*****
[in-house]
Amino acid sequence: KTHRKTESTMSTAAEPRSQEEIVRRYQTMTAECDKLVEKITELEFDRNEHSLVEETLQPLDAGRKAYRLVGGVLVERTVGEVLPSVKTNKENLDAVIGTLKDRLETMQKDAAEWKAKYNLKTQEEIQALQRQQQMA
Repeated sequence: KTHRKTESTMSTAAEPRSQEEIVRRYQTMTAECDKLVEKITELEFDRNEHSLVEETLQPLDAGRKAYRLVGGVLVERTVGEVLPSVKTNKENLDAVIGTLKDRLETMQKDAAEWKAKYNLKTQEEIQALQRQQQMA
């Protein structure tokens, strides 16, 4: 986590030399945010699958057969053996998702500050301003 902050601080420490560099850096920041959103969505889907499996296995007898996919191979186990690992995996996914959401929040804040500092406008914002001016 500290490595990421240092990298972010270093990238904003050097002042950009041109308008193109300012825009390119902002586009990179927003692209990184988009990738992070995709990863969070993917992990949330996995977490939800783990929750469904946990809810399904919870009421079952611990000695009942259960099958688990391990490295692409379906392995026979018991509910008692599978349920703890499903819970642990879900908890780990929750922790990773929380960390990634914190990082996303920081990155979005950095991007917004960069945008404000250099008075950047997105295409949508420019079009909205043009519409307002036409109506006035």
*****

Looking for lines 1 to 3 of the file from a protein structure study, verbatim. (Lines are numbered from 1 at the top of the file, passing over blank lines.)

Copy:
[in-house]
Amino acid sequence: KTHRKTESTMSTAAEPRSQEEIVRRYQTMTAECDKLVEKITELEFDRNEHSLVEETLQPLDAGRKAYRLVGGVLVERTVGEVLPSVKTNKENLDAVIGTLKDRLETMQKDAAEWKAKYNLKTQEEIQALQRQQQMA
Repeated sequence: KTHRKTESTMSTAAEPRSQEEIVRRYQTMTAECDKLVEKITELEFDRNEHSLVEETLQPLDAGRKAYRLVGGVLVERTVGEVLPSVKTNKENLDAVIGTLKDRLETMQKDAAEWKAKYNLKTQEEIQALQRQQQMA